Crowdfunding’s second official nod of the night took place through Sweta Chattopadhyay who has just launched Localfunded – crowdfunding with a local focus. With Localfunded, each project has a specific city base, meaning that local people can fund something taking place on their doorstep, not a million miles away. Croydon’s very own Purley Festival is currently hosting a flexible campaign through Localfunded, in the hope of raising an extra £7,000 toward this year’s festival. Sweta and husband business partner Anil have put six months of work into this project and launched three weeks ago with five groups on board. They hope to take the project nationwide, but retain that local, community focus in each campaign.

Andrew Enebe of Energy Donwell.
Photo by Fluid4Sight. Used with permission.

Closing the evening, crowdfunding met climate change as Andrew Enebe introduced us to Energy Donwell and his ambitious plans to see Croydon’s 96 primary and 21 secondary schools get solar panels in the next five years. Andrew’s journey to Energy Donwell began when he became a more spiritual person. He became more aware of his surroundings, wanting to help in the area of climate change. He dropped out of Kingston University, just before his final exam, eventually secured a loan from the Prince’s Trust, met folks from Croydon Tech City (“Thank God for Croydon Tech City!”, says Andrew) and then started working with Level 39 at Canary Wharf. Of this opportunity, Andrew says “it was gold dust to get accepted there. It was great that people believed in me”. Now, he’s looking for contacts to get Energy Donwell off the ground: people who know of schools, shopping centres or industrial estates where this could work; and people ready to invest in solar energy and see the returns in just six years. Andrew is keen to stress the social impact as much as the financial, and the importance of teaching our children and future generations about green energy and climate change.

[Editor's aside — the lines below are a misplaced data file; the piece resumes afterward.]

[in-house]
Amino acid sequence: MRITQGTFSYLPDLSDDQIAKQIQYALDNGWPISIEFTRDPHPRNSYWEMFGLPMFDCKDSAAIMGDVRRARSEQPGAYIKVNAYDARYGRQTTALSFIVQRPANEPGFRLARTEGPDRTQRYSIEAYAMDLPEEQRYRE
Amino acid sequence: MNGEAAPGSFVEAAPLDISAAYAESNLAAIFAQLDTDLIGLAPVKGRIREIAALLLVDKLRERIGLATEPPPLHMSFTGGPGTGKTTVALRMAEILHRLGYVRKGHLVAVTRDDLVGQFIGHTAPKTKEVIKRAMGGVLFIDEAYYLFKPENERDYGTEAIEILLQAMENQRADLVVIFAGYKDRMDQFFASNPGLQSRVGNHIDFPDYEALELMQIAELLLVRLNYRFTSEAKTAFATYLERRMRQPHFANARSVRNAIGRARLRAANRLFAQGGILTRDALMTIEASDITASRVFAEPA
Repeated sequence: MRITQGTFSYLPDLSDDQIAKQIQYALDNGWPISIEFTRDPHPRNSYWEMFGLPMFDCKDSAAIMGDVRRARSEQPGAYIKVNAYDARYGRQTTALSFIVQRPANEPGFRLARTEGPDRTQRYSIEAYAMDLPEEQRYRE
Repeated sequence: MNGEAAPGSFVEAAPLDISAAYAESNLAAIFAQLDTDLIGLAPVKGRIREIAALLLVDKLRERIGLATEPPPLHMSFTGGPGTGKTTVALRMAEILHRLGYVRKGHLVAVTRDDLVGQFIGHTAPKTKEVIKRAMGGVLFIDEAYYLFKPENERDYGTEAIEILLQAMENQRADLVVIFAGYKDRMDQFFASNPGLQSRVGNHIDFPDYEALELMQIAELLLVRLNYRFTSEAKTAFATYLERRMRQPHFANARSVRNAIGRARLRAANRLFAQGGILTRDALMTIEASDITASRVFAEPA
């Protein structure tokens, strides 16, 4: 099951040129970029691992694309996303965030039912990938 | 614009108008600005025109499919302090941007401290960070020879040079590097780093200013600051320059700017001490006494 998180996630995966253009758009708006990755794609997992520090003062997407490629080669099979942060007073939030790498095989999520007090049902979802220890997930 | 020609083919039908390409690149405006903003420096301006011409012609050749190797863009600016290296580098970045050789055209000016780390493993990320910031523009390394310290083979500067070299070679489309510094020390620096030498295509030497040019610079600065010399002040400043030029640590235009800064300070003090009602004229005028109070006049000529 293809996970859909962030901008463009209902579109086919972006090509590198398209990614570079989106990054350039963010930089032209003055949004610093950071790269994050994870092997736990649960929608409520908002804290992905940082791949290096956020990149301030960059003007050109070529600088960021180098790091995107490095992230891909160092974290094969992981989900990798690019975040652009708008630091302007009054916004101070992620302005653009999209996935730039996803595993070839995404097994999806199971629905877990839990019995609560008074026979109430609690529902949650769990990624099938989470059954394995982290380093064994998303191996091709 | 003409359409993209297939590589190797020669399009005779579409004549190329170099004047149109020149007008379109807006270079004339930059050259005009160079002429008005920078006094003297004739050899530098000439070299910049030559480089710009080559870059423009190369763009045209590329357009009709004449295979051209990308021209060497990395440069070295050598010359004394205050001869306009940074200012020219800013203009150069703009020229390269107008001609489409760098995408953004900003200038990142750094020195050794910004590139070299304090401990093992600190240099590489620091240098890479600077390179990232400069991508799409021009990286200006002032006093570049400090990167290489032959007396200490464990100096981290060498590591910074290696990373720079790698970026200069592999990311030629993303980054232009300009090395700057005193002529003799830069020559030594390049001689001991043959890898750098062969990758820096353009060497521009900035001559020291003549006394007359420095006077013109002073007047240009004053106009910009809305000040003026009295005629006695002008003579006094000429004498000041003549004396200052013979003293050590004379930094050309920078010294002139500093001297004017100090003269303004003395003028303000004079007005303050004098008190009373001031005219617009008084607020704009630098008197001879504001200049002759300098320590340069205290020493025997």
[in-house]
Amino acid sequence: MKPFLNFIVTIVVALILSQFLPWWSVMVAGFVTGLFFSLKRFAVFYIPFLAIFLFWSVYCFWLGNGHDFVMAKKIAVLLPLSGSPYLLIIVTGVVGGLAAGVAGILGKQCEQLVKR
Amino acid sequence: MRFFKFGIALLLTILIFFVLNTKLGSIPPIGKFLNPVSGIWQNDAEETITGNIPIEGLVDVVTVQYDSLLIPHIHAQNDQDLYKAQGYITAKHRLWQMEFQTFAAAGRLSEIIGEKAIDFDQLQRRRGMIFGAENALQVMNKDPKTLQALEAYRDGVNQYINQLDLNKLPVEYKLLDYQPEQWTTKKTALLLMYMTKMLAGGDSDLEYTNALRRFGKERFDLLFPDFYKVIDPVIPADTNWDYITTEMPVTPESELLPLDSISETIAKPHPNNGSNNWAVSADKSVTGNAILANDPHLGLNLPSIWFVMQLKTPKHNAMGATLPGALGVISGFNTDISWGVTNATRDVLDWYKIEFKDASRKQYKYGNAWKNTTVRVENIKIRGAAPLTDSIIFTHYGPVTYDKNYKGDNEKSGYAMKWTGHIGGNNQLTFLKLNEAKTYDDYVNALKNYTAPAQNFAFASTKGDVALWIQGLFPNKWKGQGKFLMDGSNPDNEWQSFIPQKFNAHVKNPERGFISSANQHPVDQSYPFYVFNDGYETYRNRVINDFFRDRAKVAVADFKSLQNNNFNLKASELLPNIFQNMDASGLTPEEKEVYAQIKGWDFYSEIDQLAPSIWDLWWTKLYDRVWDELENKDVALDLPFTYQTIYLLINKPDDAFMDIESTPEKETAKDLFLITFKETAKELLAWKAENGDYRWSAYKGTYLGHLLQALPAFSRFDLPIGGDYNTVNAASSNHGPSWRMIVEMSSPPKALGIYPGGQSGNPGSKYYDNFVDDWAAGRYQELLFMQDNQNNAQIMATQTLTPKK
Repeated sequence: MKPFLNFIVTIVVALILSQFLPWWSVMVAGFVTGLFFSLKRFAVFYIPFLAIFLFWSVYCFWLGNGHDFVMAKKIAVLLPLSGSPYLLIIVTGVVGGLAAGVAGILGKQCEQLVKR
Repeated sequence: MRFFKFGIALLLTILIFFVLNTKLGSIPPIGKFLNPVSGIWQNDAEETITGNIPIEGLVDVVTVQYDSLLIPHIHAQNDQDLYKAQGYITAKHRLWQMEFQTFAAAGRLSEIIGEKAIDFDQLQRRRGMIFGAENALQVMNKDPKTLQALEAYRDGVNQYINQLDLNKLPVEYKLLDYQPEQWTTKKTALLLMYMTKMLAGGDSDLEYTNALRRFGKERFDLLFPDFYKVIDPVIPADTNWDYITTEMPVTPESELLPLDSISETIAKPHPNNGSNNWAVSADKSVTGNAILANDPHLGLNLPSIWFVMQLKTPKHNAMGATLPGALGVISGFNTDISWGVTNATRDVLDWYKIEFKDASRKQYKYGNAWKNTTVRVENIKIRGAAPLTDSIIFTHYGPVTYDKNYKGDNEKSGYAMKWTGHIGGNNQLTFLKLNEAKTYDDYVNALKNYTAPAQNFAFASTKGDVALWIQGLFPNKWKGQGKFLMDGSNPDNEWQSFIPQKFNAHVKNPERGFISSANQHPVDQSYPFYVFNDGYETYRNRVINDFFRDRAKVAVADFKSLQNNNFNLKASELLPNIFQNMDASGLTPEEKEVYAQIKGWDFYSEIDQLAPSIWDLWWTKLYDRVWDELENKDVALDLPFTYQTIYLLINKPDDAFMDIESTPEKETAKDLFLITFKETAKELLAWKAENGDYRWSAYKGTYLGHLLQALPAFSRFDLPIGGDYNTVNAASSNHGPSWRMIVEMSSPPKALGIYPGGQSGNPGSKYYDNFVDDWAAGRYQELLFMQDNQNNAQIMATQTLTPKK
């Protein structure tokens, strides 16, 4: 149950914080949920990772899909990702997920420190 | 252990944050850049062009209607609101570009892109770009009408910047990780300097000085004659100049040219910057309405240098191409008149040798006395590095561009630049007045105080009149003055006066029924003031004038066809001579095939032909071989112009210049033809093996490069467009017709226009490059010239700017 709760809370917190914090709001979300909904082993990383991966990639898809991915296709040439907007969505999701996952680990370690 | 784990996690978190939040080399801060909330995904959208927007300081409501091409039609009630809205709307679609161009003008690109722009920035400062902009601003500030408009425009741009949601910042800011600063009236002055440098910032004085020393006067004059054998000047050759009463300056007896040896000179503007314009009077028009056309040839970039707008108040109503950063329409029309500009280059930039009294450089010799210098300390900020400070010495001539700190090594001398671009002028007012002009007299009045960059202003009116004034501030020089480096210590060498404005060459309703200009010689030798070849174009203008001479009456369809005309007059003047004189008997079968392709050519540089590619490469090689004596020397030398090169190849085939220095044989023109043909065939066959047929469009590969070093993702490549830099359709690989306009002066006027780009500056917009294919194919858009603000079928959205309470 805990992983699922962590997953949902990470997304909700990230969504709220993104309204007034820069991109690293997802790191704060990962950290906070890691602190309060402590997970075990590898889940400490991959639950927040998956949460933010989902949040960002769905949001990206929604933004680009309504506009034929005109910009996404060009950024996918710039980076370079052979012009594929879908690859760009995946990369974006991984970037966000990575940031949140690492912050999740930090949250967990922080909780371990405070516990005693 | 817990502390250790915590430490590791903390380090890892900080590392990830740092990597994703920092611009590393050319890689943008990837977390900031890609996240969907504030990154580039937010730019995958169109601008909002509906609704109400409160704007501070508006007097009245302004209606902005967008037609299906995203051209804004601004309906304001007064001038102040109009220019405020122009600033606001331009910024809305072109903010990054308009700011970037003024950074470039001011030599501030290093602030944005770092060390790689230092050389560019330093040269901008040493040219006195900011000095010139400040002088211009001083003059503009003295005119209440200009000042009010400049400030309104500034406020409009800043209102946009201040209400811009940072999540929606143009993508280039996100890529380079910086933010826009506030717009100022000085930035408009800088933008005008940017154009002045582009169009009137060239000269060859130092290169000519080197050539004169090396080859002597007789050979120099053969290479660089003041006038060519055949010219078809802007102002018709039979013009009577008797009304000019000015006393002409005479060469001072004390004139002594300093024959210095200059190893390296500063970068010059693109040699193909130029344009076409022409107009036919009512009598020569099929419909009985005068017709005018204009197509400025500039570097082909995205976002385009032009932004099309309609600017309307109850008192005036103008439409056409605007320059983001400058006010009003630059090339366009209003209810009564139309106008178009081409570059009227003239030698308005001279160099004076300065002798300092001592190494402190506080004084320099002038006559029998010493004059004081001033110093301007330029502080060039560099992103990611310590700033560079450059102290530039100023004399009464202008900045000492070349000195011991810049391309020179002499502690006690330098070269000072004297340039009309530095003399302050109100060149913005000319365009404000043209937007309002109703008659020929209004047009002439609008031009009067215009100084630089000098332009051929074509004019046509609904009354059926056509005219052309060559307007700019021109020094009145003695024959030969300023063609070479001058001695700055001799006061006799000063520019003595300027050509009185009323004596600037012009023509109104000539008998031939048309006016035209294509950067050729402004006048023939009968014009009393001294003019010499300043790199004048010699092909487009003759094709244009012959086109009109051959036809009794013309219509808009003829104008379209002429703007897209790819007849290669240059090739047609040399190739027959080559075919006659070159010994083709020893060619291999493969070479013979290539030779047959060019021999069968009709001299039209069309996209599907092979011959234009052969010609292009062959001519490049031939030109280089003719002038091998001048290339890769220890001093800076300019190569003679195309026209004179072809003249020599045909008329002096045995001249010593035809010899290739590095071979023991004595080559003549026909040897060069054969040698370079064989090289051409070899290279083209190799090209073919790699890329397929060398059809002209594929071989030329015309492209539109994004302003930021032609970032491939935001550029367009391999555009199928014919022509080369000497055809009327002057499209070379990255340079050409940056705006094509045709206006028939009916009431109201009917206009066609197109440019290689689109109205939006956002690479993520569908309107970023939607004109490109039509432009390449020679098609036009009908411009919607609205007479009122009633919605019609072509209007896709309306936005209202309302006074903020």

With the crowdfunding market set to be worth around £15billion in five years time and London responsible for around 53% of investment in Europe, could we see the crowdfunding revolution right here in Croydon? Combining ‘traditional’ crowdfunding with a unique, niche twist seems to be the best way to ensure traction as quickly as possible, so supporting the creative minds of Croydon will ensure our place in the history books.


TechCity drinks take place on May 1st in Matthew’s Yard from 6pm, and the next Croydon Tech City main event, ‘Women in Tech’, is on May 22nd, from 7:30pm. Please sign up as ‘attending’ here or  to confirm your attendance.

Becca Taylor

Becca Taylor

Becca is a newcomer to South London, currently living in Sutton and working in Purley, as ICUK.net's Head of Marketing. She has a background in politics and journalism, and is slowly learning the ropes in the tech world. A graduate of Swansea University, Becca is also a keen fitness enthusiast and a proud fan of Southampton FC.

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  • Becca Taylor

    NB: The Women in Tech event has moved to June! :)